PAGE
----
I am not much of gardener, we only have a few house plants that have survived the abuse of my wife. We do have one plant that was given to us for our wending 40 years ago. It was very small when we got it, maybe eight inches tall. The plant has moved with all over the country with us and has survived. Neat less to say it has a special meany to us, we call it the marriage plant. After some research the leave structure seam to indicate it is a Schefflera. It is now eight feet tall, it has to stems one is about 3-4 inch diam. the other one about 1-2 inches. The plant has hit the ceiling and curved backwards down to get sunlight. Its size has become unmanageable and I would like to prune it back but I am so afraid to kill it if i do! If pruning a good idea. It probably should have been prune many years agar. If i prune it how far back can i cut down?

  21. I have a 40+ year old scheff that is in a pot due to frequent moves. Its just about too heavy to move again, and it needs to. Do you know how much root can be trimmed before it will feel shocked?

  22. Hi – I’ve trimmed the roots of an older Schefflera arboricola but the plant was only 7′ tall. I did light pruning, nothing to extensive. I’m not sure how big your root ball is so I can’t really tell you. I would do the root pruning at least a month before you move the plant. Nell

  23. Hi Leo – Scheffleras take pruning really well & you can also air layer it. Take it down at least 2′ below the ceiling, assuming there’s foliage below. It’s best to do this closer to spring. Nell

  24. My housemate bought a schefflera plant a couple of months ago but neglected it (didn’t water it) and left in her dark room. Now all of the leaves have fallen off and the few branches that are left as brown and bendy. The main stem is still ok though, i don’t think the plant is dead. Any ideas on how to bring it back to life?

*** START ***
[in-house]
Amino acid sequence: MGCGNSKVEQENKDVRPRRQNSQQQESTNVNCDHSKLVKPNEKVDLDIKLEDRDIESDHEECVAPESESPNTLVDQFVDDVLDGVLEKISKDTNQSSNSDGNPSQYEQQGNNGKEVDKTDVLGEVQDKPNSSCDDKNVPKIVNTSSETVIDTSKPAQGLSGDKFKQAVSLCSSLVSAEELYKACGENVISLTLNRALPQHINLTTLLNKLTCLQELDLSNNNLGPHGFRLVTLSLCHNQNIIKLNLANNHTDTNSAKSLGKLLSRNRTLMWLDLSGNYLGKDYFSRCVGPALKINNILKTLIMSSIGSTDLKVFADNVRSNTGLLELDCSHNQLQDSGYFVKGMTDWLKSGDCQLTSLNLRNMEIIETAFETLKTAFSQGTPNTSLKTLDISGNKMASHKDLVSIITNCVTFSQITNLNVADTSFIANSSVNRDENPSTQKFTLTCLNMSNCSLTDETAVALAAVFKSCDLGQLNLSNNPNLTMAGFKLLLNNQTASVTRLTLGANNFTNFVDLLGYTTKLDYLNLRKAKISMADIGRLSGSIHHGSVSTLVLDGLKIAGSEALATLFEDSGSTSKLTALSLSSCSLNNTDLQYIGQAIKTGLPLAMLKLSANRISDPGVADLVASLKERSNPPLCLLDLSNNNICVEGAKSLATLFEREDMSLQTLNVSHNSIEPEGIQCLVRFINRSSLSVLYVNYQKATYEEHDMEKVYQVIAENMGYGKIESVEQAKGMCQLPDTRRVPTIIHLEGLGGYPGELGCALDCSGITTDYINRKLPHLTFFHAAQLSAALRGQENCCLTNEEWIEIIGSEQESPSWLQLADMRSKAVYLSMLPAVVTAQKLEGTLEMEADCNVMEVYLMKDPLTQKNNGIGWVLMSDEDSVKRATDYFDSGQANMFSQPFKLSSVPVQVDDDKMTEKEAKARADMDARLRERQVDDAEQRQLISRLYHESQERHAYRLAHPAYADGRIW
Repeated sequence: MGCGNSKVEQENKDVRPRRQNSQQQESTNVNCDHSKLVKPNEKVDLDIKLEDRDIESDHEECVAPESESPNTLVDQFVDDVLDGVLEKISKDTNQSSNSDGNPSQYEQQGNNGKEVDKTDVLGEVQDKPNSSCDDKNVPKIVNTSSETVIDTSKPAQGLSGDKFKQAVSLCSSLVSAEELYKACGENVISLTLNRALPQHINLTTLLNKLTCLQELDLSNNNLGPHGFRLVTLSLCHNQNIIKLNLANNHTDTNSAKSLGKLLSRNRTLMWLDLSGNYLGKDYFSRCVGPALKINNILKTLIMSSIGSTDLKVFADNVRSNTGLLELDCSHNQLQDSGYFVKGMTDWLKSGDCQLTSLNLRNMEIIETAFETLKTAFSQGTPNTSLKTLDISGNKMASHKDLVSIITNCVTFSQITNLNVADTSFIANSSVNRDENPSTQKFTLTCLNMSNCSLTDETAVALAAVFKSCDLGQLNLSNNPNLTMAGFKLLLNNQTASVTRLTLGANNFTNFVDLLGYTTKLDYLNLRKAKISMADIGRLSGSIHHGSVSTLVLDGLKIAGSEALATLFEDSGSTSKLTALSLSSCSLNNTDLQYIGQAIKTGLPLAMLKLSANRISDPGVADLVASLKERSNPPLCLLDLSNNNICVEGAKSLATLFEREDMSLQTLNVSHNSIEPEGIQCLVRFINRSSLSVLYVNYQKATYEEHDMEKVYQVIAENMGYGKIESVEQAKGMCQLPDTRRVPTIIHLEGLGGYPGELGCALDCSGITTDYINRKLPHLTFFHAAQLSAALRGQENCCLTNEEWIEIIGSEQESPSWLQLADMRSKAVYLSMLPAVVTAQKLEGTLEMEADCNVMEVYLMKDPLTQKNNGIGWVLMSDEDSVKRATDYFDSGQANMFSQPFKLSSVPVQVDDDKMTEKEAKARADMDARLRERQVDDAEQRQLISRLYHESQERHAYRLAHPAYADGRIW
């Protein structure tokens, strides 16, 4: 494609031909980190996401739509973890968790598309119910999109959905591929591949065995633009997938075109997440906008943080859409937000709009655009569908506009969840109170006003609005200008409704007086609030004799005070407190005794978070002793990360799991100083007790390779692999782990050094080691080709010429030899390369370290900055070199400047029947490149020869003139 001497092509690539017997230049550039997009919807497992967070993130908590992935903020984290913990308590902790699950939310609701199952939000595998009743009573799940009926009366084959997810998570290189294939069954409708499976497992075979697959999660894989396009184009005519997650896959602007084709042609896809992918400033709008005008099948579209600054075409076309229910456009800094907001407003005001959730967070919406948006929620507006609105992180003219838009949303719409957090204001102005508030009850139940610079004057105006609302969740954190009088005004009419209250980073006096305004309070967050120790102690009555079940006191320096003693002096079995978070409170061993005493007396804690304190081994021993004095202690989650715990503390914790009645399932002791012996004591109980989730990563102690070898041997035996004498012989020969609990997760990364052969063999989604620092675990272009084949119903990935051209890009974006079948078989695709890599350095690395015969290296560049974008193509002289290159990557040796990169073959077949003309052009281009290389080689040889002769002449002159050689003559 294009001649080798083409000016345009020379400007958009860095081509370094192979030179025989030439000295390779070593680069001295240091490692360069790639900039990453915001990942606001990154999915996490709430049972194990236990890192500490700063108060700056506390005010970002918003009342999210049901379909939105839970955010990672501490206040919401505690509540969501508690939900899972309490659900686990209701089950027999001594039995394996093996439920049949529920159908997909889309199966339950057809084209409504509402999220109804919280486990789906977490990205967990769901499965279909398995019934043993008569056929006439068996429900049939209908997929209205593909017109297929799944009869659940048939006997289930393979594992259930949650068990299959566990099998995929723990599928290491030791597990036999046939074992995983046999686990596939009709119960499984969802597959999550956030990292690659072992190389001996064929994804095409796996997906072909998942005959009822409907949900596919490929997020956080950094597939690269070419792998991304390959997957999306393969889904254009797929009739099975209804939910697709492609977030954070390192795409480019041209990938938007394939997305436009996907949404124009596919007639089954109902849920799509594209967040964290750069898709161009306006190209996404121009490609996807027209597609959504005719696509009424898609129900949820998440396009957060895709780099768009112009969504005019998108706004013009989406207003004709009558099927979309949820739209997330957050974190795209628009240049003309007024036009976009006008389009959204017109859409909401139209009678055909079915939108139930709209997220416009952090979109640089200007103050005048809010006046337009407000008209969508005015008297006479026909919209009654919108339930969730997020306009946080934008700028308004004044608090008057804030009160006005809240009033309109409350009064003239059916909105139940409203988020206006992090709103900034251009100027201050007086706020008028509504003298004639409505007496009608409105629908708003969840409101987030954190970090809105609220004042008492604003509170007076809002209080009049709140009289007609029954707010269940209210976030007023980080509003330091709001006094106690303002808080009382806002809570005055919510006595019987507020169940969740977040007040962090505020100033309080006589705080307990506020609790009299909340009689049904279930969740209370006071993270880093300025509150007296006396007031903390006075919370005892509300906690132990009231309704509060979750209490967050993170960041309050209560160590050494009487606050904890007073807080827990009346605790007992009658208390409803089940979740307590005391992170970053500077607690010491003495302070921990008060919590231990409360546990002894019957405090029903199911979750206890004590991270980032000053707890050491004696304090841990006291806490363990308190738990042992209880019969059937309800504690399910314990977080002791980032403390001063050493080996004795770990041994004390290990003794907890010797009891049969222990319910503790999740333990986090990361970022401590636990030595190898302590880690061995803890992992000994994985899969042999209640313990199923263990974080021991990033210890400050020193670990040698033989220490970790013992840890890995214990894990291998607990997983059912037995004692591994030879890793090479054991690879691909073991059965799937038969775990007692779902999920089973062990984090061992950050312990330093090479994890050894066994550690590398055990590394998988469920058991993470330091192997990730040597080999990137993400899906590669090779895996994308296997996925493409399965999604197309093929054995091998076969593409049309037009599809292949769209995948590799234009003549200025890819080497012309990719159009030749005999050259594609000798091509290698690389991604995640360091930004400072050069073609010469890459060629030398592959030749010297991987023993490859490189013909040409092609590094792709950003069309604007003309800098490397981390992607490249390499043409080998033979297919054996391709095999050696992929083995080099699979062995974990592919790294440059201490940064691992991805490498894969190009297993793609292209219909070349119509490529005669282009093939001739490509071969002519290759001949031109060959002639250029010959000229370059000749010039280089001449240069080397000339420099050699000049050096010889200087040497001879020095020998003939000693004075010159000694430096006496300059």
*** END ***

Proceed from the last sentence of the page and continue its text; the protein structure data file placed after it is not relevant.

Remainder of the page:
25. Hi Kiara – It may or may not come back. Cut off the bendy part & give the plant as much light as possible. These are medium to high light plants. Water thoroughly, if you haven’t already. Feed it in late spring if it’s coming back. Nell

  26. Barbara Buchanan

    I just got an Amate but it has kind of rippled leaves unlike the other Scheffleras I have seen in the past. Is this a new variety?

    Garland, TX

  27. Hi Barbara – The Amate do tend to have a bit of wave to their leaves. The S. Actinophyllas had a little different leaf. There’s a realtively new variety of S. arboricola called “Dazzle” which does have a wavy leaf. Nell

  28. Hi,
    I just got a schefflera plant from my mother which is 40+ years old. There is only one stem that is about five feet tall and then turns drastically to one side for another few feet. It is at the point that all the leaves are facing the side and the plant keeps wanting to fall.
    I’d like to prune it so that it sprouts just at the bend but am unsure how to go about it.
    Any advice would be wonderful!

  29. Hi Sheila – I assume you have a Tupidanthus because they were the predecessors to the amate. You can give the canes a good prune. Make a clean cut, at an angle, where you desire on the can. New sprouts will appear. Nell